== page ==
Thursday, February 18, 2010

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Meet Wellesley and Weston's
Animal Control Officers

Sue Webb was the girl in elementary school who volunteered to take care of the classroom snakes…and turtles…and hamsters…over vacation. She was the middle school kid who brought home dead wildlife that she found around town to bury in her backyard. She was the young adult who helped Wellesley police officers deal with injured dogs before there was an animal control officer on the force.

So it’s not surprising that animal-lover Sue graduated from college as a laboratory animal technician and went on to be a veterinary technician. It’s also not surprising that Sue got the first animal control officer position in Wellesley back in 1976 when the “dog officer” job was upgraded to an “animal control officer.” Sue has been Wellesley’s animal control officer ever since, for over 30 years.

Richard Murray has always loved animals, too. But his tenure as Weston’s animal control officer began more recently, in March of 2009, when the town upgraded the part-time, on-call dog officer position. As a kid, Richard dreamed of being a police officer. For years he worked in Weston’s special police force as well as as a colonel for the Massachusetts Environmental Police enforcing hunting, fishing, and wildlife regulations.

While Webb and Murray’s paths to animal control positions have been quite different, both officers share a deep respect for pets and wildlife, and a dedication to the peaceful co-existence between humans and animals.

Lost and Found
Animal control officers work to protect stray, injured, abused, and unwanted animals. In fact, animal-related issues are the second most common reason why Weston residents call the police, reports Paula Nicholas, the Weston police dispatcher for 25 years. Locating lost pets is the mainstay of Webb and Murray’s jobs.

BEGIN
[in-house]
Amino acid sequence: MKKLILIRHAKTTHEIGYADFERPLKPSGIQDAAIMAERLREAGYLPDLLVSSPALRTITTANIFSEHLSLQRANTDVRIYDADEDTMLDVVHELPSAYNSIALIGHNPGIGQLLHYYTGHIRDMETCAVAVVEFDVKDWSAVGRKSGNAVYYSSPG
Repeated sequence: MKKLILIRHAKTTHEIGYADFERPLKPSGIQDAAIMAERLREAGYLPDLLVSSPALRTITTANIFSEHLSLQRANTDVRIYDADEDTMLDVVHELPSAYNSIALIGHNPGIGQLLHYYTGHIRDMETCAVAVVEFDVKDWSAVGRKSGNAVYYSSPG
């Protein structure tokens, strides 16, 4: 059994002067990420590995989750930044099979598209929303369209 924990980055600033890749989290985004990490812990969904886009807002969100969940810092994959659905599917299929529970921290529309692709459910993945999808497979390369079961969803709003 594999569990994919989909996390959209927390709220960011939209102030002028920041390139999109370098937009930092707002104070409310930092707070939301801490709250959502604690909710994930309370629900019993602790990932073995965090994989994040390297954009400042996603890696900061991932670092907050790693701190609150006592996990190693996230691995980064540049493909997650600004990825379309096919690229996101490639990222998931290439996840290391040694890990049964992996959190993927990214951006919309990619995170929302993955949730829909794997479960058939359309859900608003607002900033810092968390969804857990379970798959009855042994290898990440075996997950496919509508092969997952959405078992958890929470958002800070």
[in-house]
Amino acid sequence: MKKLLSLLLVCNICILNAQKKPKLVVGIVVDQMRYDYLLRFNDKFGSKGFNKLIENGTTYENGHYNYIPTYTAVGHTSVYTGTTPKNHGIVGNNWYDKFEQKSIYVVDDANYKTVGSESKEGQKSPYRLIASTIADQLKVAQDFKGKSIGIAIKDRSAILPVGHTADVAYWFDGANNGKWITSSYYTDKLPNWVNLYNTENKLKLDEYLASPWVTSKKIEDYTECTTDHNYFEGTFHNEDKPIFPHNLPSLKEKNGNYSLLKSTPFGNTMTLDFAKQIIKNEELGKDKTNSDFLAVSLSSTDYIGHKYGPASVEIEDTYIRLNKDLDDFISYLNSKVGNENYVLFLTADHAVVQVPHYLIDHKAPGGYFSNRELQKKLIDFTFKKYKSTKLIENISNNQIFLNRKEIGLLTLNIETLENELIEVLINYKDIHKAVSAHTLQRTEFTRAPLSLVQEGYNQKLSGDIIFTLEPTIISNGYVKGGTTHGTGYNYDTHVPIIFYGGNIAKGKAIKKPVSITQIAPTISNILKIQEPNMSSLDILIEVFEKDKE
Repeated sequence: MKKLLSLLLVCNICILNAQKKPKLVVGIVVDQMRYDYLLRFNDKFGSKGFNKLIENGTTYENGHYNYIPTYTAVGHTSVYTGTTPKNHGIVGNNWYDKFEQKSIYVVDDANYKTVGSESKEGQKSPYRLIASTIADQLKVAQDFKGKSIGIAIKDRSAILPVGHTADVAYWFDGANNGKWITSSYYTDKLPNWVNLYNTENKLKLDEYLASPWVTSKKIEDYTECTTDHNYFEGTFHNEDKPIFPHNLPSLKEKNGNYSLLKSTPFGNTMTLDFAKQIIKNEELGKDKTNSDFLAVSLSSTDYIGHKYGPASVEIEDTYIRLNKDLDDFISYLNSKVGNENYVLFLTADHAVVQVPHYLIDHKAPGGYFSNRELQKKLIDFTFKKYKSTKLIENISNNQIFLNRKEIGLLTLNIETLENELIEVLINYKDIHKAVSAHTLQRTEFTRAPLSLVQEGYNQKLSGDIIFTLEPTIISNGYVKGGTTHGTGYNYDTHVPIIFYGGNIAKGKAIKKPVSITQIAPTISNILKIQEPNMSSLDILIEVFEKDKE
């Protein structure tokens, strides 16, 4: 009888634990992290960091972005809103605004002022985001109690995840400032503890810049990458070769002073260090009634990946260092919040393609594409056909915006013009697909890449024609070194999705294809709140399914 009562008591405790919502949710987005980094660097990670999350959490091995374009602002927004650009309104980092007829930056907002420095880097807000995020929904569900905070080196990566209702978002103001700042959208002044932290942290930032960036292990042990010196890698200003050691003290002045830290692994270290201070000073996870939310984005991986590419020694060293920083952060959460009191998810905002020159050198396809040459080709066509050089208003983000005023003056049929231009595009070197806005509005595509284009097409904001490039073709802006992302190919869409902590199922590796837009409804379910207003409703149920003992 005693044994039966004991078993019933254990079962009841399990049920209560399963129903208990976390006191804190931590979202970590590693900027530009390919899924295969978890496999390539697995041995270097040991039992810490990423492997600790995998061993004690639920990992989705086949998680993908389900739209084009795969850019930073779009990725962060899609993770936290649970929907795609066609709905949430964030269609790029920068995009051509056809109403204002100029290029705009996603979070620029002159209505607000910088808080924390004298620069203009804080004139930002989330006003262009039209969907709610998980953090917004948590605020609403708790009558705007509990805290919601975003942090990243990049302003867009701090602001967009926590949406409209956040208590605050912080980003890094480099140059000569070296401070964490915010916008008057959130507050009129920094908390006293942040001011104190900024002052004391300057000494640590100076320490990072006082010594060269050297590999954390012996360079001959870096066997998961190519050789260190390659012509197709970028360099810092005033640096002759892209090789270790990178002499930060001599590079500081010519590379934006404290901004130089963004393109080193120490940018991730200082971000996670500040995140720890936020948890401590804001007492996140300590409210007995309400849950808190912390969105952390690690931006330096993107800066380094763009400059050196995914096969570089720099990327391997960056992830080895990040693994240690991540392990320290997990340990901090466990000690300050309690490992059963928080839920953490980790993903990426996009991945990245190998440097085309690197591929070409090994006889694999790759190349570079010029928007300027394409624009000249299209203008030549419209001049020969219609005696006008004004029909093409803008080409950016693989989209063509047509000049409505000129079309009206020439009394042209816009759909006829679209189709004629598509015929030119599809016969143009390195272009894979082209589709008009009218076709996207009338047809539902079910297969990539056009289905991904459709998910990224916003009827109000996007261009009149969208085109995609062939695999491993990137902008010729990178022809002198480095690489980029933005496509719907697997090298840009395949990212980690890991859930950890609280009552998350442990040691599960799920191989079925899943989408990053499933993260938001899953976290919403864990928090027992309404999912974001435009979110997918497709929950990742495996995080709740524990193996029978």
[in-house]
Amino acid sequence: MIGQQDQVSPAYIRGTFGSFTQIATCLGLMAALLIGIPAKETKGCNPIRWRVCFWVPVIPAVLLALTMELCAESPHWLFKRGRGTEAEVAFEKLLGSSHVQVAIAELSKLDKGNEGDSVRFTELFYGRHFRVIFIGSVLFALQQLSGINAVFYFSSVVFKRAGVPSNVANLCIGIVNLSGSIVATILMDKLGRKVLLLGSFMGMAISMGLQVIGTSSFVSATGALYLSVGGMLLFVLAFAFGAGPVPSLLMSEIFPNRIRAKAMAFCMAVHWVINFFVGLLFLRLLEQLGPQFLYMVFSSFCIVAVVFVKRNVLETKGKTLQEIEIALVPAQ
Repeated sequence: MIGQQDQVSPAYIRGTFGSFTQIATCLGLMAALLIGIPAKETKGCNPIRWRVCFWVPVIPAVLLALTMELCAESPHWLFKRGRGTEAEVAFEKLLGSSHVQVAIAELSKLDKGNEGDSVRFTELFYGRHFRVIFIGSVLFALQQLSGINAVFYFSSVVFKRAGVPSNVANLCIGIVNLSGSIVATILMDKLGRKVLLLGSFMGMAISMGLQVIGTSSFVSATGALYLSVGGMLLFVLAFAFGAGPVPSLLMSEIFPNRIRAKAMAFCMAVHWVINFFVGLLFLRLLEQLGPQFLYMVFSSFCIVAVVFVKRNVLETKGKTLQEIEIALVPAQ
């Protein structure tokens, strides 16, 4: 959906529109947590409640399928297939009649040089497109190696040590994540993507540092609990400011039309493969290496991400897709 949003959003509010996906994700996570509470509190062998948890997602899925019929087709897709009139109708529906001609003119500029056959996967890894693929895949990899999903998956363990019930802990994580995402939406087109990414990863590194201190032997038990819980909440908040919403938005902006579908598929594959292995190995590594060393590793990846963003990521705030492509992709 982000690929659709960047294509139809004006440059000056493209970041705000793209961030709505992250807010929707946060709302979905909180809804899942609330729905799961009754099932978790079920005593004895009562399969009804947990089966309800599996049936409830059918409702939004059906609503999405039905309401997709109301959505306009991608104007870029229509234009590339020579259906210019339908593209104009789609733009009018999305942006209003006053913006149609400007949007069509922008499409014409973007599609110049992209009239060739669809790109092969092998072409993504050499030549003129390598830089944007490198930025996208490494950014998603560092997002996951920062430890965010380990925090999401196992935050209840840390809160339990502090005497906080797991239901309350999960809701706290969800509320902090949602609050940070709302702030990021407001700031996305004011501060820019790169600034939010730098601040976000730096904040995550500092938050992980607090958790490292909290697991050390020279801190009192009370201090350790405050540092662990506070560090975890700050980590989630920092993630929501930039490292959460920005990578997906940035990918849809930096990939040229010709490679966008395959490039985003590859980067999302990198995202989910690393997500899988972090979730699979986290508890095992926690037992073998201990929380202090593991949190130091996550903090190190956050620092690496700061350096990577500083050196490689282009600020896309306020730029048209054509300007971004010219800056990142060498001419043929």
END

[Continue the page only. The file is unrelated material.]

“Luckily, more often than not, the lost dog is found close by,” reports Sue Webb. Flashing a grin, she recounts how one search for a dog came to a close when the owner called back to say that her pup had been quietly sleeping in the car in the garage the whole time.

When a stray dog is found on the street, checking for tags or scanning for microchips is the first step an officer takes to identify the dog’s owner. When that fails, Wellesley and Weston officers search the town databases of registered dogs by street and by breed. More often than not, they are able to find the owner. When Weston police recently received a report of a Great Dane found near Route 30 and River Road, they searched for Great Danes registered in that area and called their owners. One call led to a referral to another. The pet’s owner was found and the dog reunited with his family – much to the relief of the grandmother who was home alone when the Great Dane escaped without its tags.

To reunite pets and owners, Sue Webb posts information about lost or found pets to the Animal Control Officers’ Association of Massachusetts that sends out SABER alerts to other animal control officers, rescue leagues, shelters, and vets to assist in the search. The SABER Alert, designed on the principles of the Amber Alert, was launched in late 2007. It was named for the first dog, a German shepherd, reunited with his family by this system, and it now stands for “Safe Animal By Emergency Response.”